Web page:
Little from this prolific writer exists in English – no book, certainly, but there are a few poems here. He was considered a very fine poet, “whose rich imagery served more and more overtly, as he developed, to point up his central theme of self-immolation for the sake of an ideal Poland.” That’s from Miłosz again. “Those critics were right who maintained that he strangely resembled Juliusz Słowacki in his concept of redemptive martyrdom.” Miłosz had little sympathy for this Polish nationalism and idealism, yet he mourned its many victims in the doomed attempt to protect Warsaw from the Nazis. And he memorialized them.

While search for something online to say about him, I ran across my own article about the Miłosz and Robert Hass collaboration, here, in which I quote from the then (in 2001) newly translated edition of Treatise on Poetry:

Krzysztof Kamil Baczyñski

Idealists died first.

No ancient Greek hero entered into combat
So deprived of hope, in their heads the image
Of a white skull kicked by feet in passing . . .

Trzebinski, the new Polish Nietzsche,
Had his mouth plastered shut before he died.
He took with him the view of a wall, low clouds
His black eyes had just a moment to absorb.
Baczynski’s head fell against his rifle.
The uprising scared up flocks of pigeons.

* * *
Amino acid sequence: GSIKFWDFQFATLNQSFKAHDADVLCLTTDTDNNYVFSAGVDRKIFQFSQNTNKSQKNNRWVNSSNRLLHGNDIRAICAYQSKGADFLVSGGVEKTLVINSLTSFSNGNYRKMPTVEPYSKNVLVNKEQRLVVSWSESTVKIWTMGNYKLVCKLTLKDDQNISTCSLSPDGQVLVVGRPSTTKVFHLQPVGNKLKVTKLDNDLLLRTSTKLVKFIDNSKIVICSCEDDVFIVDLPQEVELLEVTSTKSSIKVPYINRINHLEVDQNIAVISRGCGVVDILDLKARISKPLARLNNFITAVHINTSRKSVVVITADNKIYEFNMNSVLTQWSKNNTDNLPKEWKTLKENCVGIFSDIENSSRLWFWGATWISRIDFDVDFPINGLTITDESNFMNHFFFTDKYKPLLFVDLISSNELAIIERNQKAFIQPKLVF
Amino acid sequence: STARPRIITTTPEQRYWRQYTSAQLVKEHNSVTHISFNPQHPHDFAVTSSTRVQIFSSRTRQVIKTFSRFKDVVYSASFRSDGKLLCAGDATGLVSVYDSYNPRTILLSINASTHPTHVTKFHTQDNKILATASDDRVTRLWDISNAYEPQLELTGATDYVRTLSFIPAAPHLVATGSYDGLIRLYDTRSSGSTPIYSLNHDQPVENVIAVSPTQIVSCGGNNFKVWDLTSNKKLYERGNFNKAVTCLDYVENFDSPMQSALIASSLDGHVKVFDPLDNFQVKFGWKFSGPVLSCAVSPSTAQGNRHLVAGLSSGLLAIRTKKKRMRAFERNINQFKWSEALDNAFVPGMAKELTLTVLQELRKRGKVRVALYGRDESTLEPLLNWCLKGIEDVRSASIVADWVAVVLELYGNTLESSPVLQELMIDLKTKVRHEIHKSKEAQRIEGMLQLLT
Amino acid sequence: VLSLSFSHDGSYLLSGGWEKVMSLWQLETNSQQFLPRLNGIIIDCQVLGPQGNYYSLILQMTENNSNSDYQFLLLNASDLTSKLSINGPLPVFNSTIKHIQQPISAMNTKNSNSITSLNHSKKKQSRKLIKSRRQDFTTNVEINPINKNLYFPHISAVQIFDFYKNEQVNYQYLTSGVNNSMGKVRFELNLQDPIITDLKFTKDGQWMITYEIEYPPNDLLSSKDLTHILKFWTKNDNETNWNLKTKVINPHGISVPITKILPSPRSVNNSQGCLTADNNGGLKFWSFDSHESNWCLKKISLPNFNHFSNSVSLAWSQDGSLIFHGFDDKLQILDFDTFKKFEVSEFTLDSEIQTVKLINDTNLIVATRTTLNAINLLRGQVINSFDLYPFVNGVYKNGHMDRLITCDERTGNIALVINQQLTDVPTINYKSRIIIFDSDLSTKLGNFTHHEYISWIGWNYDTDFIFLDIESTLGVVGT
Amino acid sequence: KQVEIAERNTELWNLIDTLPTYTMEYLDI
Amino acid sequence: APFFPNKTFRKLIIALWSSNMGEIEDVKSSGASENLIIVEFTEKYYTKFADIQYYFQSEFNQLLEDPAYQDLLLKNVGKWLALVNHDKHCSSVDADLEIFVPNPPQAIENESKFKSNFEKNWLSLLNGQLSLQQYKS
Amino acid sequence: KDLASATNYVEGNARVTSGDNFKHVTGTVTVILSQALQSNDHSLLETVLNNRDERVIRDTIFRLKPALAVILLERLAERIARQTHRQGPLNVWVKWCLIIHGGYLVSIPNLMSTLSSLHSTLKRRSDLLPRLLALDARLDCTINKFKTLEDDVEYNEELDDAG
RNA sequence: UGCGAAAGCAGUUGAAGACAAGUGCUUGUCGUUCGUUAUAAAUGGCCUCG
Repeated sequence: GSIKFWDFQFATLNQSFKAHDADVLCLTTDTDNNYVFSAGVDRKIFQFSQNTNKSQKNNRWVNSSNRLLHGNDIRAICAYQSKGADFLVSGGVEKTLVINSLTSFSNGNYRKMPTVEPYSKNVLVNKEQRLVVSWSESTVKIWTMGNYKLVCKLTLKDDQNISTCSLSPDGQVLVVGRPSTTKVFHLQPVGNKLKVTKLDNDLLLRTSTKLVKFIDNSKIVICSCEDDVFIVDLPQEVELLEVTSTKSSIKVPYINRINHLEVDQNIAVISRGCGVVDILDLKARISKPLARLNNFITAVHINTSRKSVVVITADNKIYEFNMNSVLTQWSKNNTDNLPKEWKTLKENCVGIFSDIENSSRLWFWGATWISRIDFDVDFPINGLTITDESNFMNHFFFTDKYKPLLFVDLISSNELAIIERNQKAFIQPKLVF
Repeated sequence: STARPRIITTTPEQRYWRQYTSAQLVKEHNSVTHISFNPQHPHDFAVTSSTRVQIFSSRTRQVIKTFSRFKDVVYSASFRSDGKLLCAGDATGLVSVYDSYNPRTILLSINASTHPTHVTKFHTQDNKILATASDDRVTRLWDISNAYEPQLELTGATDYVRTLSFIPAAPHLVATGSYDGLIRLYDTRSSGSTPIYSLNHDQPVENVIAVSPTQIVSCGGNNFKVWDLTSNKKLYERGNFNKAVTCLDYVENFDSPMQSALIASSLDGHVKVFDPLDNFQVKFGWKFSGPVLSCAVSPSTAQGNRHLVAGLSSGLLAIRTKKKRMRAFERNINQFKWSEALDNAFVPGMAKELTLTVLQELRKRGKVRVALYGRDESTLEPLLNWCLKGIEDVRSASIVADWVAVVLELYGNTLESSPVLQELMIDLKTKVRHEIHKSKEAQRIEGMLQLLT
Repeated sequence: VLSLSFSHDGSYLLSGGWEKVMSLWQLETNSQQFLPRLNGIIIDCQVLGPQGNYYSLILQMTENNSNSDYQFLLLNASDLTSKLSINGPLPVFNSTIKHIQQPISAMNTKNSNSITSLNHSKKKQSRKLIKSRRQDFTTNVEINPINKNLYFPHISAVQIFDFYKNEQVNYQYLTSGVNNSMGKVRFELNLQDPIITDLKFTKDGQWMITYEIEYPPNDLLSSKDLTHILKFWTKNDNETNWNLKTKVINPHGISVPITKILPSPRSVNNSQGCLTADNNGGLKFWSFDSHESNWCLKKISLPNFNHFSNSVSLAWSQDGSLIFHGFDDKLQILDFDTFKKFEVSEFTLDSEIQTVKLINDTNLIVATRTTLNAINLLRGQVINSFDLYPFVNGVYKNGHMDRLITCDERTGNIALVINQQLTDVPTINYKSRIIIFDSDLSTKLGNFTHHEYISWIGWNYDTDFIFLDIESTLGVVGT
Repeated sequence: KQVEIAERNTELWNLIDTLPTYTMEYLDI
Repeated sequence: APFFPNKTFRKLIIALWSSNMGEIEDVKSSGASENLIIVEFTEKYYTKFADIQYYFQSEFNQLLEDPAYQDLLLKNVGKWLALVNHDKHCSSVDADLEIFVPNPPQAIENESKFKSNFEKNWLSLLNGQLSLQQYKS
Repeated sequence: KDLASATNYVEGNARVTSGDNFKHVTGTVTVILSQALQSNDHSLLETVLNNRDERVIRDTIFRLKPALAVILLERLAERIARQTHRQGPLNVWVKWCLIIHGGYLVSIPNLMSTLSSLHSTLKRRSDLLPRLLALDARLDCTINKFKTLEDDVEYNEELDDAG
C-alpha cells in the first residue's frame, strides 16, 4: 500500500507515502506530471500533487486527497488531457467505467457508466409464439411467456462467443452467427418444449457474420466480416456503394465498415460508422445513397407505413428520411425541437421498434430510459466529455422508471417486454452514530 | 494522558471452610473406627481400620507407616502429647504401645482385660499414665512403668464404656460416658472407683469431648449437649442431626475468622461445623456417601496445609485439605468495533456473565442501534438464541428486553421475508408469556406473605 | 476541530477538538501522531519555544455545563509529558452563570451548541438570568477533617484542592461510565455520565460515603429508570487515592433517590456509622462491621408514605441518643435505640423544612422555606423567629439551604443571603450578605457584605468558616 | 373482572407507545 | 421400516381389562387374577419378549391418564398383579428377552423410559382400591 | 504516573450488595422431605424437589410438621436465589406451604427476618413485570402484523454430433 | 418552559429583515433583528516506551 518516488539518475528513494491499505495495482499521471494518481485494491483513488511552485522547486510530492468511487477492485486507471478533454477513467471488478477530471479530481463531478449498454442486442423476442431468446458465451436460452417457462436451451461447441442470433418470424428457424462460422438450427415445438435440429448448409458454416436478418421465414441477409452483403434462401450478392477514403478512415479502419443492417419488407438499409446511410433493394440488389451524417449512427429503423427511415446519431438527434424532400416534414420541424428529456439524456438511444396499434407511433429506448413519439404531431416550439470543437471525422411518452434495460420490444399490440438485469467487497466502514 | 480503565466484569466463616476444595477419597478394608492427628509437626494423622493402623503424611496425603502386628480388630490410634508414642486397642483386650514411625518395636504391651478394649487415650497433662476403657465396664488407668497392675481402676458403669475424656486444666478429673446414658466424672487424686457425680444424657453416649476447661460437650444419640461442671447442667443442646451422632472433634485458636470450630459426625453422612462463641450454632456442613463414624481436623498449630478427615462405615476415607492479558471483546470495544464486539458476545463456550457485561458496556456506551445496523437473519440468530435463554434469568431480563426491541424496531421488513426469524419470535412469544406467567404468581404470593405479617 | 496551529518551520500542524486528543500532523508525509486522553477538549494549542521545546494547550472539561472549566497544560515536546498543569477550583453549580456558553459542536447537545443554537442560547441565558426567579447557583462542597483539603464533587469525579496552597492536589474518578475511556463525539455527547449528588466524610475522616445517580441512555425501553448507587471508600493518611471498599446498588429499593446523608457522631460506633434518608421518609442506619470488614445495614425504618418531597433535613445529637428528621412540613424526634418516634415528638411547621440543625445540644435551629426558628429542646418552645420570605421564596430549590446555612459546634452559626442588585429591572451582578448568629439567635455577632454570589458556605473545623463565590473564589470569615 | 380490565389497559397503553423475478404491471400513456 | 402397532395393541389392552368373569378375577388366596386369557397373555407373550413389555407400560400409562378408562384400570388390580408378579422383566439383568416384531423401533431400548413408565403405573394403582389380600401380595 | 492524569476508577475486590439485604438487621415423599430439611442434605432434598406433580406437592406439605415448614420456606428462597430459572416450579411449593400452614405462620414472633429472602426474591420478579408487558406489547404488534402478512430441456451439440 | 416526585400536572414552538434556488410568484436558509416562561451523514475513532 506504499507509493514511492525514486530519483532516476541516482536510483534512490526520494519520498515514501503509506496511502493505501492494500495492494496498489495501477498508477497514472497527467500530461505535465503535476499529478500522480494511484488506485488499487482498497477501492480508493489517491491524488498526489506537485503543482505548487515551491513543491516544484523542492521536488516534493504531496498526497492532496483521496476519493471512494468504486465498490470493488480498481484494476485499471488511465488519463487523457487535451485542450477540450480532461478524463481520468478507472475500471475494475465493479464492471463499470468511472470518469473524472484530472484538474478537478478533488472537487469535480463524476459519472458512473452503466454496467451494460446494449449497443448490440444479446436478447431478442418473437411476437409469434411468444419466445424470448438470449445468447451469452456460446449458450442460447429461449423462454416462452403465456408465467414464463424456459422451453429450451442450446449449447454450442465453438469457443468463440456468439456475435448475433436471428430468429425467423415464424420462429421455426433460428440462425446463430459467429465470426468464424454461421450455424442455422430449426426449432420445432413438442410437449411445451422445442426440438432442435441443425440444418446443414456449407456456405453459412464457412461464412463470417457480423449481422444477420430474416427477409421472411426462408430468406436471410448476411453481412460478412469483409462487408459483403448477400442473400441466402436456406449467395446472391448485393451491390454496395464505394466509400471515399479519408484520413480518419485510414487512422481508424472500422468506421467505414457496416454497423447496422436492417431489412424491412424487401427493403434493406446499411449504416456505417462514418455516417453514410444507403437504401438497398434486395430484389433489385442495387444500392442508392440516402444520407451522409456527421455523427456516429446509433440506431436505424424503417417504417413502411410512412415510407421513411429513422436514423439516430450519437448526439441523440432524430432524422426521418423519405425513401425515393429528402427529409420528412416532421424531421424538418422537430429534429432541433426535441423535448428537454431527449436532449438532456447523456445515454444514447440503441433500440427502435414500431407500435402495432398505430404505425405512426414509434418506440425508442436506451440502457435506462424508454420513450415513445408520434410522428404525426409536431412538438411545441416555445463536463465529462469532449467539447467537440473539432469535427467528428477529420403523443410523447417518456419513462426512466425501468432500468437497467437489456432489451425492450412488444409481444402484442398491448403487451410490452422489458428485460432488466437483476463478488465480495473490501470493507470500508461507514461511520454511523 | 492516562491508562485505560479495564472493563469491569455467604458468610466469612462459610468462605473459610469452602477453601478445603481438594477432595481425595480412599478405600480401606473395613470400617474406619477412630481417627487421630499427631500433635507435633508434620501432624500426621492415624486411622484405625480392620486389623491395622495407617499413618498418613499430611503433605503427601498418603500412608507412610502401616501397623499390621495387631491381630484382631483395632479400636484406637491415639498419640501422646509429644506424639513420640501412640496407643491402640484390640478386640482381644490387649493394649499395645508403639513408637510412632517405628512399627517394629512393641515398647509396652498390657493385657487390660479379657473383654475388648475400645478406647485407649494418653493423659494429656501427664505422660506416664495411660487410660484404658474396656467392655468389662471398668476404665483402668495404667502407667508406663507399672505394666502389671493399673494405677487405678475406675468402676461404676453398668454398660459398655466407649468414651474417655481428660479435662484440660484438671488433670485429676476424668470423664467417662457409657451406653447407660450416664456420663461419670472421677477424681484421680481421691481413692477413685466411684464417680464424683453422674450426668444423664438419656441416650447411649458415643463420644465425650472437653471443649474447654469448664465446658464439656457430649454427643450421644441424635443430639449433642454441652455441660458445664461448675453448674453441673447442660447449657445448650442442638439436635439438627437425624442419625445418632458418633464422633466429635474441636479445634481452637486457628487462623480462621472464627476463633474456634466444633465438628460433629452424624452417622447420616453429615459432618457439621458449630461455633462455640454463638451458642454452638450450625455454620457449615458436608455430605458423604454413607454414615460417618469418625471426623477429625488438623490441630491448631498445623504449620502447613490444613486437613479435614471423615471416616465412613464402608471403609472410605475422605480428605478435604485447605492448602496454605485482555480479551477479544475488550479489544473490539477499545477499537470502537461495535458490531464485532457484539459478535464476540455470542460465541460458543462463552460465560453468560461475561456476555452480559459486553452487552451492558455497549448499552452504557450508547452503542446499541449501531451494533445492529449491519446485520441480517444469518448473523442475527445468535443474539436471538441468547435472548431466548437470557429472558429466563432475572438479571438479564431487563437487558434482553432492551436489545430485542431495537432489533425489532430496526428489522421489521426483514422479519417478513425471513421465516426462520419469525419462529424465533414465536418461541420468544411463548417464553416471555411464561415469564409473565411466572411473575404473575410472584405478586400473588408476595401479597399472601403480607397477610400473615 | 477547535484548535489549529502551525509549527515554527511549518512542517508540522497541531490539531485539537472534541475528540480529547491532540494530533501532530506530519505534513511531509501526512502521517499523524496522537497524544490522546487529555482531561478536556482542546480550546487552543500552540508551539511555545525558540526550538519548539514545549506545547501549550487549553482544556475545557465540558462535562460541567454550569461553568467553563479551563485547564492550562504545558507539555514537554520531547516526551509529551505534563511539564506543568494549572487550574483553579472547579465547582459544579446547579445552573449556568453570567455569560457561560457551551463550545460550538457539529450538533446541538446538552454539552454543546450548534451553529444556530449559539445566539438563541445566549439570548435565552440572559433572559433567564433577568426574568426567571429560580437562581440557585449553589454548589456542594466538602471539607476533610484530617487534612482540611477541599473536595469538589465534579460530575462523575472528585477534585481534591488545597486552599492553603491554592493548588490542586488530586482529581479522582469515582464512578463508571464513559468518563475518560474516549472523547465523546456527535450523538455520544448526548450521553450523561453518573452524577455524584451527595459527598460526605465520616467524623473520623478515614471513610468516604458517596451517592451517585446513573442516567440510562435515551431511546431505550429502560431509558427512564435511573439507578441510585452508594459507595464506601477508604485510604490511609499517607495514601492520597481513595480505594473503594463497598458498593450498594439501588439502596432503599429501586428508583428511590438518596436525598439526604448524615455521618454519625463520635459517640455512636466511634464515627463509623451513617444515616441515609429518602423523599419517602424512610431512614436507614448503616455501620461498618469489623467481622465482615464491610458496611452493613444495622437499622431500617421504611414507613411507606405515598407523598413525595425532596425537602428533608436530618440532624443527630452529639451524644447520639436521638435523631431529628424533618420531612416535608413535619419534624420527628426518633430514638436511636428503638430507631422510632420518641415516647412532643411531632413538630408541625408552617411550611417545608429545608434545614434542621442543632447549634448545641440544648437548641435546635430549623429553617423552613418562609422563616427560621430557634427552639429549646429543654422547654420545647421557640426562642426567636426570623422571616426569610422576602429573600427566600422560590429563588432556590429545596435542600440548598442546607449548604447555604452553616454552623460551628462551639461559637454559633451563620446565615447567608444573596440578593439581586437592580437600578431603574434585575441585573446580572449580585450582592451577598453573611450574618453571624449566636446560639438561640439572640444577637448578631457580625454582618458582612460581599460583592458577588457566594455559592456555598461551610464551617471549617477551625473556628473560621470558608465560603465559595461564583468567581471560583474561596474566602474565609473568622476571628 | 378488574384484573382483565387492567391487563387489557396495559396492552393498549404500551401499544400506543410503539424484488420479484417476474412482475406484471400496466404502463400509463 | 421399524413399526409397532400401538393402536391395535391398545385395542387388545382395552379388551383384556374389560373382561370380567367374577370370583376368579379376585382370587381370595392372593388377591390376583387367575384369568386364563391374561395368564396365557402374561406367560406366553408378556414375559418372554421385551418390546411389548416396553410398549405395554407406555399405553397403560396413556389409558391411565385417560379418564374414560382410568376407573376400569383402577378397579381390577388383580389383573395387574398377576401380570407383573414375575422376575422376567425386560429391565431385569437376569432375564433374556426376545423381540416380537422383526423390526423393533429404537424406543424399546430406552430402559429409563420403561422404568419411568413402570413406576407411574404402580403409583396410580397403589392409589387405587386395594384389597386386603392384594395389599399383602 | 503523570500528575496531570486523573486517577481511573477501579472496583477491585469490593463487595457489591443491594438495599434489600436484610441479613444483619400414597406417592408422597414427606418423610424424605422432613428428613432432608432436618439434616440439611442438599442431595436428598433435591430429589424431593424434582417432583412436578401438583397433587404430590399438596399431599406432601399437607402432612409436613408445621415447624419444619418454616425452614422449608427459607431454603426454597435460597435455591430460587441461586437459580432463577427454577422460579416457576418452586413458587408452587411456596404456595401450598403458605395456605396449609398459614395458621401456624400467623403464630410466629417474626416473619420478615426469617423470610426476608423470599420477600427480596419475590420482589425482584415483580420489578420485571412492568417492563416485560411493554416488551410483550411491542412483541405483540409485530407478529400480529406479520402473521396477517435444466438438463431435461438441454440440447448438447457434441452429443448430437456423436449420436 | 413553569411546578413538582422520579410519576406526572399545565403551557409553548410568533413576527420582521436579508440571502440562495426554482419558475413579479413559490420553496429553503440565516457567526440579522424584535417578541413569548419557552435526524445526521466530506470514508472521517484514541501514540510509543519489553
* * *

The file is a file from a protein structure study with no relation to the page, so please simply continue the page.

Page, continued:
Gajcy, Stroinski were raised to the sky,
A red sky, on the shield of an explosion.

On this day I also think of the Nobel poet’s famous “Dedication.” Miłosz scholar and translator Clare Cavanagh impressed upon me that this poem, often read didactically, with a rhetorical flourish, in fact has a singular “you.” It was directed at a single listener, which very much changes the way one read it. Was it Baczyński? I wonder.

You whom I could not save
Listen to me.
Try to understand this simple speech as I would be ashamed of another.
I swear, there is in me no wizardry of words.
I speak to you with silence like a cloud or a tree.

What strengthened me, for you was lethal.
You mixed up farewell to an epoch with the beginning of a new one,
Inspiration of hatred with lyrical beauty;
Blind force with accomplished shape.

Read the whole poem here. And do check out the excellent commemorative page here.

TLS: Czeslaw Milosz around the world

Thursday, November 24th, 2011
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Rock star treatment

What a nice way to celebrate Thanksgiving!  My article in the Times Literary Supplement is online today, and not behind a paywall.  It begins: